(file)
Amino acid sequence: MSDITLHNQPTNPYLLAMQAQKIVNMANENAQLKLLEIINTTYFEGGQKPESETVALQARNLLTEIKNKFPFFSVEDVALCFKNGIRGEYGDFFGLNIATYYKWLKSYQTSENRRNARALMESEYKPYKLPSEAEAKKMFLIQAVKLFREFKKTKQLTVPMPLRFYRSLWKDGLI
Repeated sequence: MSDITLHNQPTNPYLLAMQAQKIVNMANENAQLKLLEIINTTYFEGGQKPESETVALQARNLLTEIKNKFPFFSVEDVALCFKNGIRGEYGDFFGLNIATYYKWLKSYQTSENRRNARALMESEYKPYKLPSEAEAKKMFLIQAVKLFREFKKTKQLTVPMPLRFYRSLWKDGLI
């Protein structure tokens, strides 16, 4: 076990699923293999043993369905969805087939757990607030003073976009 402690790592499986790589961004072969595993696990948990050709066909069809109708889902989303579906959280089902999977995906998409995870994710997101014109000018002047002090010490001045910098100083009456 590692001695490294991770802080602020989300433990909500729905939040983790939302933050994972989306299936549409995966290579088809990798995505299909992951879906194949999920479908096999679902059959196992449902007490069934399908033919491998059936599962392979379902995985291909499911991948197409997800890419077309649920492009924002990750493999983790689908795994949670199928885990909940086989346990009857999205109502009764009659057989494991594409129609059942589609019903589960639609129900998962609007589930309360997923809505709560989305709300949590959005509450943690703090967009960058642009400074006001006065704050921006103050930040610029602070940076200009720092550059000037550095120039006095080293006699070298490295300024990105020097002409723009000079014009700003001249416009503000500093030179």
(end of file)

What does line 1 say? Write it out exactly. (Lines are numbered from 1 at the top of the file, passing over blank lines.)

Amino acid sequence: MSDITLHNQPTNPYLLAMQAQKIVNMANENAQLKLLEIINTTYFEGGQKPESETVALQARNLLTEIKNKFPFFSVEDVALCFKNGIRGEYGDFFGLNIATYYKWLKSYQTSENRRNARALMESEYKPYKLPSEAEAKKMFLIQAVKLFREFKKTKQLTVPMPLRFYRSLWKDGLI